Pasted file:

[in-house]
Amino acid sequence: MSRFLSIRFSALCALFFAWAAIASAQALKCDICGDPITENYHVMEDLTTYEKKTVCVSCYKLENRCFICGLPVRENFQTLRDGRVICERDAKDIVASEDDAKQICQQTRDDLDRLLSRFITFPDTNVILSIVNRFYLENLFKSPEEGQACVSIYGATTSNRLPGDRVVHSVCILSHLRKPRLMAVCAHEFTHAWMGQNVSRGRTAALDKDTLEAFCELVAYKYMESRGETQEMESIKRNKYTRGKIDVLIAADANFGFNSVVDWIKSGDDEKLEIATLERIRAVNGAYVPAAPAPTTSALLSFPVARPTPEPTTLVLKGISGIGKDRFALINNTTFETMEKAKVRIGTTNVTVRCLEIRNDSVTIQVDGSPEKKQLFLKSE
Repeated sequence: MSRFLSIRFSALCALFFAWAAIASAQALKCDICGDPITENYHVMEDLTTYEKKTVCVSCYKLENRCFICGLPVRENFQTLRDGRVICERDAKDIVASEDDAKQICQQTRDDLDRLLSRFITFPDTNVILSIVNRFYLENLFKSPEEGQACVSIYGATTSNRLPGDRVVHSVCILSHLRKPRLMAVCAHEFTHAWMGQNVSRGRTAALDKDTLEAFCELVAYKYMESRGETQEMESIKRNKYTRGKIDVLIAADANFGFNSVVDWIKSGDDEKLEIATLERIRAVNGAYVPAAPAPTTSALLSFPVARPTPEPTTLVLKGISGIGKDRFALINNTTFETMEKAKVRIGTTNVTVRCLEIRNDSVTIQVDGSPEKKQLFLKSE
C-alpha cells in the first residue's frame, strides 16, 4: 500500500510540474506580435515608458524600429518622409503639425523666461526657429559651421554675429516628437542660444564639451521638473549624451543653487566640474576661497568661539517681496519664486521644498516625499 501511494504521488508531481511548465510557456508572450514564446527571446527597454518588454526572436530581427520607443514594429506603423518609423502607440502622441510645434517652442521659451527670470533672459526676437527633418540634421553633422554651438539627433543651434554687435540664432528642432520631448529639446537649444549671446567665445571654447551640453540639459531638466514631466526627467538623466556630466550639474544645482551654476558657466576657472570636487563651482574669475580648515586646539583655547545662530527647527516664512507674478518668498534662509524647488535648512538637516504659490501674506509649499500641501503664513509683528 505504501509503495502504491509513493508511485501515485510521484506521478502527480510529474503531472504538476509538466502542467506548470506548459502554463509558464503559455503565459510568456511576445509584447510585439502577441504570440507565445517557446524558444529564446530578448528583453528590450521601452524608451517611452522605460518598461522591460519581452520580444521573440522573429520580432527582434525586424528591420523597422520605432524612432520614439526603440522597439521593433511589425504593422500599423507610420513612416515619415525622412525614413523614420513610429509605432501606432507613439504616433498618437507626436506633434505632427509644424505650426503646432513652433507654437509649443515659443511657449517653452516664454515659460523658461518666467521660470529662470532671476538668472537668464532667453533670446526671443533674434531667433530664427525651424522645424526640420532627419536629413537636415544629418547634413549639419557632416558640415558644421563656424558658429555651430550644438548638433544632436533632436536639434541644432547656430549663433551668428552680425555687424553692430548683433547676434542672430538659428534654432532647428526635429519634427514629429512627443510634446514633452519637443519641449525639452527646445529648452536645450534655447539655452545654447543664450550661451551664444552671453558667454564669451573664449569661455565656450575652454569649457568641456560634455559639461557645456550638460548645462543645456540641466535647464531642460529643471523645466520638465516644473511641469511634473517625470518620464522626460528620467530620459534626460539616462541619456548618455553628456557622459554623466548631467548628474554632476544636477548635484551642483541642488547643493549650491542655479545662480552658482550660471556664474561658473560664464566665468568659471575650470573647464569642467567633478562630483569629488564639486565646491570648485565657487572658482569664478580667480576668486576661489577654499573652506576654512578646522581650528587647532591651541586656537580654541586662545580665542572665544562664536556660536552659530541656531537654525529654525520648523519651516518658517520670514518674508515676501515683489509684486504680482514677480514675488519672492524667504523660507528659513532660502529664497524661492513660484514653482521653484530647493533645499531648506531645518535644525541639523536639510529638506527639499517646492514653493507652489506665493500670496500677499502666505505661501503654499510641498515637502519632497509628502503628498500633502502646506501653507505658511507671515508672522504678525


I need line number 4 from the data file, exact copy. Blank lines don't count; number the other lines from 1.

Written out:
C-alpha cells in the first residue's frame, strides 16, 4: 500500500510540474506580435515608458524600429518622409503639425523666461526657429559651421554675429516628437542660444564639451521638473549624451543653487566640474576661497568661539517681496519664486521644498516625499 501511494504521488508531481511548465510557456508572450514564446527571446527597454518588454526572436530581427520607443514594429506603423518609423502607440502622441510645434517652442521659451527670470533672459526676437527633418540634421553633422554651438539627433543651434554687435540664432528642432520631448529639446537649444549671446567665445571654447551640453540639459531638466514631466526627467538623466556630466550639474544645482551654476558657466576657472570636487563651482574669475580648515586646539583655547545662530527647527516664512507674478518668498534662509524647488535648512538637516504659490501674506509649499500641501503664513509683528 505504501509503495502504491509513493508511485501515485510521484506521478502527480510529474503531472504538476509538466502542467506548470506548459502554463509558464503559455503565459510568456511576445509584447510585439502577441504570440507565445517557446524558444529564446530578448528583453528590450521601452524608451517611452522605460518598461522591460519581452520580444521573440522573429520580432527582434525586424528591420523597422520605432524612432520614439526603440522597439521593433511589425504593422500599423507610420513612416515619415525622412525614413523614420513610429509605432501606432507613439504616433498618437507626436506633434505632427509644424505650426503646432513652433507654437509649443515659443511657449517653452516664454515659460523658461518666467521660470529662470532671476538668472537668464532667453533670446526671443533674434531667433530664427525651424522645424526640420532627419536629413537636415544629418547634413549639419557632416558640415558644421563656424558658429555651430550644438548638433544632436533632436536639434541644432547656430549663433551668428552680425555687424553692430548683433547676434542672430538659428534654432532647428526635429519634427514629429512627443510634446514633452519637443519641449525639452527646445529648452536645450534655447539655452545654447543664450550661451551664444552671453558667454564669451573664449569661455565656450575652454569649457568641456560634455559639461557645456550638460548645462543645456540641466535647464531642460529643471523645466520638465516644473511641469511634473517625470518620464522626460528620467530620459534626460539616462541619456548618455553628456557622459554623466548631467548628474554632476544636477548635484551642483541642488547643493549650491542655479545662480552658482550660471556664474561658473560664464566665468568659471575650470573647464569642467567633478562630483569629488564639486565646491570648485565657487572658482569664478580667480576668486576661489577654499573652506576654512578646522581650528587647532591651541586656537580654541586662545580665542572665544562664536556660536552659530541656531537654525529654525520648523519651516518658517520670514518674508515676501515683489509684486504680482514677480514675488519672492524667504523660507528659513532660502529664497524661492513660484514653482521653484530647493533645499531648506531645518535644525541639523536639510529638506527639499517646492514653493507652489506665493500670496500677499502666505505661501503654499510641498515637502519632497509628502503628498500633502502646506501653507505658511507671515508672522504678525